2. Materials and Methods

2.1. Animal Care

Young (10 weeks, n = 12) male lean normal Zucker (LNZ) and young (10 weeks, n = 12) male obese syndrome-X Zucker (OSXZ) rats were obtained from the Charles River Laboratories. Rats were housed to a cage in an AAALAC approved vivarium. Housing conditions consisted of a 12H: 12H dark-light cycle and temperature was maintained at 22° ± 2°C. Animals were provided food and water ad libitum and allowed to recover from shipment for at least two weeks before experimentation. During this time, the animals were carefully observed and weighed weekly to ensure none exhibited signs of failure to thrive, such as precipitous weight loss, disinterest in the environment, or unexpected gait alterations. All procedures were performed as outlined in the Guide for the Care and Use of Laboratory Animals as approved by the Council of the American Physiological Society and the institutional Animal Use Review Board.

2.2. Materials

Anti-Erk1/2 (#9102), phospho-Erk1/ (#9106), p38 (#9212), phospho-p3 (#9216), SAPK/Jnk (#9252), phospho-SAPK/Jn (#9251), p90rsk (#9334), phospho-p90rsk #9335), MAPKAP-K2 (#3042), phospho-MAPKAP-K (#3007), Mouse IgG, and Rabbit IgG antibodies were purchased from Cell Signaling Technology (Beverly, Mass, USA). Enhanced chemiluminescence (ECL) western blotting detection reagent was from Amersham Biosciences (Piscataway, NJ, USA). Restore western blot stripping buffer was obtained from Pierce (Rockford, Ill, USA), and 3T3 cell lysates were from Santa Cruz Biotechnology (Santa Cruz, Calif, USA). Antirabbit and antimouse fluorescein antibodies and VectaSheild Hardset Mounting Medium with DAPI was purchased from Vector Laboratories (Burlingame, Calif, USA). All other chemicals were purchased from Sigma (St. Louis, Mo, USA) or Fisher Scientific (Hanover, Ill, USA).

2.3. Contractile Stimulation of Skeletal Muscles

The high-frequency electrical stimulation (HFES) model has been previously described [26] and was chosen on the basis of its efficacy in stimulating protein translation and muscle hypertrophy in vivo [27]. By directly stimulating the motor nerve, this model elicits a maximal contraction that when repeated over time produces a muscle adaptation that closely mimics that seen in humans following a program of resistance training. HFES loading of the rat hindlimb was performed using a voltage of 5–7 V (1-millisecond pulses, 100 Hz) as described previously [27]. These conditions have been shown to produce a maximal contraction. Muscle contractions lasted 3 seconds and were followed by a 10-second rest. Ten sets of 6 repetitions were performed with each set being separated by a 50-second rest period. This protocol results in concentric (shortening) contraction of the plantaris and soleus. The fast-twitch plantaris (PLA) and slow-twitch soleus (Sol) muscles were chosen on the basis of previous studies demonstrating that HFES induces MAPK phosphorylation in these muscles [17, 2830]. Animals were killed by drug overdose at baseline, immediately following, 1hour or 3 hours (n = 6 normal, n = 6 diabetic for 0, 1, and 3 hours) after HFES. Once excised, muscles were blotted dry, trimmed of visible fat and tendon projections, weighed, immediately frozen in liquid nitrogen, and stored at −80°C.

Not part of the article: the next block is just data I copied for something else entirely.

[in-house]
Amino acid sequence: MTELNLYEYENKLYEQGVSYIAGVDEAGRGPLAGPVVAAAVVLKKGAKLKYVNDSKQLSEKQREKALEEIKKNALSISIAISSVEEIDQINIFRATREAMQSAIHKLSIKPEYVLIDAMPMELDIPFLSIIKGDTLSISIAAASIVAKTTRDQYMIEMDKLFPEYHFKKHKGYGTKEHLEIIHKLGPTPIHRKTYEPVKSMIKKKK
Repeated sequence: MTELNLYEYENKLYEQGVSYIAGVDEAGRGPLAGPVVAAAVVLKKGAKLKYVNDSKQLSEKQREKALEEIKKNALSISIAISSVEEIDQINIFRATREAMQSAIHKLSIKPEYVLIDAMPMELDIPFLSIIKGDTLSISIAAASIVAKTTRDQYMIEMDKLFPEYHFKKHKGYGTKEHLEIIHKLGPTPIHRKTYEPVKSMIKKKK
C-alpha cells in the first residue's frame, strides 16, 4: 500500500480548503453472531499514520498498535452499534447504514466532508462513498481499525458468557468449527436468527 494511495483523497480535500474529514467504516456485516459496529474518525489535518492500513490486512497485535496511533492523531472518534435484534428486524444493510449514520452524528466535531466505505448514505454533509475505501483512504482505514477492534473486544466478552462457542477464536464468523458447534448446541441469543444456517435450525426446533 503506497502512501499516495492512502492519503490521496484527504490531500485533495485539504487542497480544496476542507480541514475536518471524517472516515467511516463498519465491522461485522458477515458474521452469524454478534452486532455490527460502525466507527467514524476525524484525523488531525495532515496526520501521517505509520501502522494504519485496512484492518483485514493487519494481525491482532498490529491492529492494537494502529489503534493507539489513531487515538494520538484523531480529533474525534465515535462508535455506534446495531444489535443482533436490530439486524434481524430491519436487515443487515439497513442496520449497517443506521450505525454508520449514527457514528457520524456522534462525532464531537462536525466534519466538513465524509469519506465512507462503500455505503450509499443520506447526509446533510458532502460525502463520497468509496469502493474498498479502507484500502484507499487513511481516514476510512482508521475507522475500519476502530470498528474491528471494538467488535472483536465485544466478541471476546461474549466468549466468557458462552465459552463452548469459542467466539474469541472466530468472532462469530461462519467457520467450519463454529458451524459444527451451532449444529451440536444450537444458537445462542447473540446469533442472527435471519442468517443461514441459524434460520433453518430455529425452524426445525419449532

2.4. Preparation of Protein Isolates and Immunoblotting

Muscles were pulverized in liquid nitrogen using a mortar and pestle until a fine powder was obtained. After washing with ice cold PBS, pellets were lysed on ice in for 15 minutes in T-PER (2 mL/1 g tissue weight) (Pierce, Rockford, Ill, USA) and centrifuged for 10 minutes at 2000 X g to pellet particulate matter. This process was repeated twice and the supernants combined for protein concentration determination using the Bradford method (Pierce, Rockford, Ill, USA). Samples were diluted to a concentration of 3 μg/μL in SDS loading buffer, boiled for 5 minutes, and 60 μg of protein were separated using 10% SDS-PAGE gels. Transfer of protein onto nitrocellulose membranes, verification of transfer, and determination of equal loading between lanes and membranes was determined as outlined previously [31]. Protein immunodetection was performed as outlined by the antibody manufacturer while immunoreactive bands were visualized with ECL (Amersham Biosciences, NJ, USA). Exposure time was adjusted to keep the integrated optical densities within a linear and nonsaturated range. Band signal intensity was normalized to β-actin by densitometry using a flatbed scanner (Epson Perfection 3200 PHOTO) and imaging software (AlphaEaseFC). Molecular weight markers (Cell Signaling) were used as molecular mass standards, and NIH 3T3 cell lysates were included as positive controls. To allow direct comparisons to be made between the concentration levels of different signaling molecules, immunoblots were stripped and re-probed with Restore western blot stripping buffer as detailed by the manufacturer (Pierce, Rockford, Ill, USA).